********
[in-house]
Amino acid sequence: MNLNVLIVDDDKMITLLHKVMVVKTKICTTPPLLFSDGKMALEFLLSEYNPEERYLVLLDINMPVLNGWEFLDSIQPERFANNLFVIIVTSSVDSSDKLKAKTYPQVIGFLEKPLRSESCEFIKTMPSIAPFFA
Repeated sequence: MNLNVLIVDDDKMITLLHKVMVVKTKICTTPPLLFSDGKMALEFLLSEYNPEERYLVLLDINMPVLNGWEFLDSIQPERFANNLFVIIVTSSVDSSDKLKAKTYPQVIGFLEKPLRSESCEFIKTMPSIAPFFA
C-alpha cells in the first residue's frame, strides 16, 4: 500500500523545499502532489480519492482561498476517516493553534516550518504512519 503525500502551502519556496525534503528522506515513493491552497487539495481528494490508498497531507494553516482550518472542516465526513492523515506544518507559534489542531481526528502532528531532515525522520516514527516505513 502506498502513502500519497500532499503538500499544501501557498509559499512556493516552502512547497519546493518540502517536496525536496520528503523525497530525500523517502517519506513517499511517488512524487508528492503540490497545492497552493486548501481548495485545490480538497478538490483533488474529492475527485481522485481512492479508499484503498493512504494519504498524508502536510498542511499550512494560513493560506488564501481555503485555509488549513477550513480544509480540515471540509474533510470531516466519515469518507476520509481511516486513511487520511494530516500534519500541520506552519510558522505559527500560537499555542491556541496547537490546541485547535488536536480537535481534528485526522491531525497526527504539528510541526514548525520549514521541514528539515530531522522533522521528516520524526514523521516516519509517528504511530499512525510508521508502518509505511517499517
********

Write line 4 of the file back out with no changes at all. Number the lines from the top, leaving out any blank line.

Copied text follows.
C-alpha cells in the first residue's frame, strides 16, 4: 500500500523545499502532489480519492482561498476517516493553534516550518504512519 503525500502551502519556496525534503528522506515513493491552497487539495481528494490508498497531507494553516482550518472542516465526513492523515506544518507559534489542531481526528502532528531532515525522520516514527516505513 502506498502513502500519497500532499503538500499544501501557498509559499512556493516552502512547497519546493518540502517536496525536496520528503523525497530525500523517502517519506513517499511517488512524487508528492503540490497545492497552493486548501481548495485545490480538497478538490483533488474529492475527485481522485481512492479508499484503498493512504494519504498524508502536510498542511499550512494560513493560506488564501481555503485555509488549513477550513480544509480540515471540509474533510470531516466519515469518507476520509481511516486513511487520511494530516500534519500541520506552519510558522505559527500560537499555542491556541496547537490546541485547535488536536480537535481534528485526522491531525497526527504539528510541526514548525520549514521541514528539515530531522522533522521528516520524526514523521516516519509517528504511530499512525510508521508502518509505511517499517